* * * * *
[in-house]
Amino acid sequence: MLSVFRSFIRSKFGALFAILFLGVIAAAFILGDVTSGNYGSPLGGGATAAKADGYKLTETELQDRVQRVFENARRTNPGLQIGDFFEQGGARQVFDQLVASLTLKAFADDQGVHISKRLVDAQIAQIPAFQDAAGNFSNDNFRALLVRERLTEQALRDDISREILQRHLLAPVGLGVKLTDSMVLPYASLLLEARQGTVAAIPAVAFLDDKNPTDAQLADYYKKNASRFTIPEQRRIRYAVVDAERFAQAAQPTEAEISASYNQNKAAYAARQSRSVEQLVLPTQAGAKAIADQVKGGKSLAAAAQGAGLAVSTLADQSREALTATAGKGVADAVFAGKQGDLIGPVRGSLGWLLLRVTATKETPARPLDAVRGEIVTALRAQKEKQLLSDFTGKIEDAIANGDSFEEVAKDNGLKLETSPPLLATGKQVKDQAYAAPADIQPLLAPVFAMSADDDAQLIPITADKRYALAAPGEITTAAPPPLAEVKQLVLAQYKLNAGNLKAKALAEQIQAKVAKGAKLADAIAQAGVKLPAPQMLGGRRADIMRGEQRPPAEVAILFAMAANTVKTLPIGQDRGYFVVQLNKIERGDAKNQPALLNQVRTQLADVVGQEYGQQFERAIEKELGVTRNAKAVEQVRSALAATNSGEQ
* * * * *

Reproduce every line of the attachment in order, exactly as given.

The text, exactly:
[in-house]
Amino acid sequence: MLSVFRSFIRSKFGALFAILFLGVIAAAFILGDVTSGNYGSPLGGGATAAKADGYKLTETELQDRVQRVFENARRTNPGLQIGDFFEQGGARQVFDQLVASLTLKAFADDQGVHISKRLVDAQIAQIPAFQDAAGNFSNDNFRALLVRERLTEQALRDDISREILQRHLLAPVGLGVKLTDSMVLPYASLLLEARQGTVAAIPAVAFLDDKNPTDAQLADYYKKNASRFTIPEQRRIRYAVVDAERFAQAAQPTEAEISASYNQNKAAYAARQSRSVEQLVLPTQAGAKAIADQVKGGKSLAAAAQGAGLAVSTLADQSREALTATAGKGVADAVFAGKQGDLIGPVRGSLGWLLLRVTATKETPARPLDAVRGEIVTALRAQKEKQLLSDFTGKIEDAIANGDSFEEVAKDNGLKLETSPPLLATGKQVKDQAYAAPADIQPLLAPVFAMSADDDAQLIPITADKRYALAAPGEITTAAPPPLAEVKQLVLAQYKLNAGNLKAKALAEQIQAKVAKGAKLADAIAQAGVKLPAPQMLGGRRADIMRGEQRPPAEVAILFAMAANTVKTLPIGQDRGYFVVQLNKIERGDAKNQPALLNQVRTQLADVVGQEYGQQFERAIEKELGVTRNAKAVEQVRSALAATNSGEQ